Dan Coons, who will serve as Mesa West Rotary Club President in 2020-21 opened the meeting, asking Dr. Ron Thompson to offer the invocation.  He called on John Pennypacker to lead the Pledge of Allegiance.  John announced that on June 6, 1942, the war department founded Organic Army Aviation, and on June 6, 1944, the D-Day invasion at Normandy was bravely carried out.  On day 1, 1,913 allied soldiers were killed, and 2,501 American soldiers lost their lives.  Twenty of those boys were the boys of Bedford, Virginia, causing that community to suffer the highest per capita loss in World War II.  The national D-Day Memorial is located in Bedford.  After providing these meaningful lessons in history, John suggested all join him in the pledge with appreciative gusto.  
Dan thanked Lola McClane for serving as greeter making members and guests welcome for the meeting.
Don LaBarge introduced his office manager and niece, Shannon.  Interact Past Treasurer, Sandra Franco was introduced.  Steve Ross introduced John, a past member of Mesa West.  Frank Rosenberg introduced Alex Hajdys, who will be interning with Frank this summer.  Our inbound Youth Exchange Student, Caio, was able to visit.  His exchange will soon be over, so members were glad to have another chance to enjoy visiting with him.  Former Rotarian Steve Pepper now resides in our area.  When he was in Rotary, he lived in Georgetown, Delaware and is a former mayor of that city.  
Scholarship Presentation
Chuck Flint invited Sandra Franco to the podium area.  Sandra has been active in the Interact Club at Westwood High School where she recently graduated.  Chuck wanted to present Sandra as a recipient of a $1,000 Mesa West Rotary Foundation scholarship to attend Arizona State University.  He asked Sandra to share some specific information about herself.  She graduated 11th in her class with a 4.935 grade point average.  She said her first time attending a Mesa West Rotary Club meeting was on youth day after she attended RYLA. Since then, she has served the Interact Club as Treasurer, served on the Interact District Council and has been selected to be an Ambassador on the Interact District's Crutches 4 Africa mission.  She and the rest of the team of Advisors and Ambassadors will be leaving for Kenya in a few weeks.  At ASU, she plans to major in global studies.  She wants to be a foreign service agent.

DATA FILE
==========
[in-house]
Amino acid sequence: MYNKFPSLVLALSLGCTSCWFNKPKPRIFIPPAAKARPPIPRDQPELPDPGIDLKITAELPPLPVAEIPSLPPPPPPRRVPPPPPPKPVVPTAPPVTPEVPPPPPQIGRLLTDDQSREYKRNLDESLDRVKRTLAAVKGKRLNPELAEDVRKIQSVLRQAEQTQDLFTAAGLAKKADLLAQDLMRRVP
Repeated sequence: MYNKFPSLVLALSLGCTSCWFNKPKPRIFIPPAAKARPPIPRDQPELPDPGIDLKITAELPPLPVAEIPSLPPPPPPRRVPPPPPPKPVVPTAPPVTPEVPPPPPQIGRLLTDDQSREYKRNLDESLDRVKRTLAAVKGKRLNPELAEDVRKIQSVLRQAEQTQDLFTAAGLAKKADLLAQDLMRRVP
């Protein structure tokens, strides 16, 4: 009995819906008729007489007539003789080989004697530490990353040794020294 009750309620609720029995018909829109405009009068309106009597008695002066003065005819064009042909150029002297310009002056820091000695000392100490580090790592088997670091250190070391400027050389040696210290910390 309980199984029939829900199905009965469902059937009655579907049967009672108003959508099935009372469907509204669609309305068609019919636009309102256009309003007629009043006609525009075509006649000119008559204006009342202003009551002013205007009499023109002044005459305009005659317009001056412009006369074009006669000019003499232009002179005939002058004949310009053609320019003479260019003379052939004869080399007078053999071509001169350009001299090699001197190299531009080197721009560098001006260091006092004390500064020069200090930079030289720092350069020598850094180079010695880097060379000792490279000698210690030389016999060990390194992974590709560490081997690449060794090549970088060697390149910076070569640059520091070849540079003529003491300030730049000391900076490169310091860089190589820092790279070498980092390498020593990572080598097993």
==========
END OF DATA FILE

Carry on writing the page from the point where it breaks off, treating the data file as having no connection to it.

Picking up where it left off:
Pam Cohen collected $33 because she was holding the ticket drawn.  The larger accumulating winnings, now up to $104, will continue to grow, because Pam's luck did not continue, as she drew the two of spaces from the dwindling deck.  Warren Williamson was present to win the $5 attendance drawing prize when his badge number was drawn.
Happy Bucks
Dr. Ron Thompson served as Sgt. at Arms collecting first from Pam Cohen who was happy to see former member, John.  Frank Rosenberg, who had been a host father to Caio, what happy to get to see him at the meeting.  Colleen Coons was happy to see her Rookie husband officiate over the meeting.  Bob Zarling had spent some time as a volunteer at the Mesa Food Bank.  He was happy to report six or more volunteer youth groups were also there working.  Visitor Steve Pepper was happy to be at the meeting.
Chuck Flint was happy to share the following:  
"On the night of June 5-6, 1944, 815 C47 type (DC-3) transports were dispatched in two waves to drop paratroopers artillery pieces, and vehicles, as well as to two infantry-filled gliders, behind enemy lines in Normandy on the French coast.  The aircraft took off from 20 airfields scattered across Britain in a sequence choreographed to unite all aircraft into a single stream crossing the Channel at 140 MPH.  Seventy-five years ago, young American paratroopers stood at that open door with engines roaring in their ears, and the fate of freedom in their hands.  The red jump light in the compartment turned to green, and history changed course.
"The Allies landed more than 156,000 troops on five code-named beaches (Utah (23,250), Omaha (34,250 - includes 15,500 airborne); Gold (B - 24,970), Juno (Can - 21,400) and Sword (B & Fr - 28,845) in Normandy (includes 7,900 airborne). 73,000 of those were American.   Casualties:  Canadian - 946; Brittish - 2,700; American - 6,603.  Killed:  2,499 American; 1,914 Allied.  
"By midnight of June 6th, all beaches were secure."
Dick Myren contributed honoring Rod Daniels' tradition of being happy to be a member of Mesa West.  He was also happy to have finally had two consecutive days of 100º+ weather.  Collen Coons was proud her father was a Ranger.  Dan Coons was happy to have recently had a break (in Hawaii) from keeping Caio.  
Pam Cohen had one additional way to honor D-Day.  She showed a video written and performed by D-Day Veteran Jim Radford who was a 15-year-old galley boy on the day he became a man.   CLICK HERE to view the video.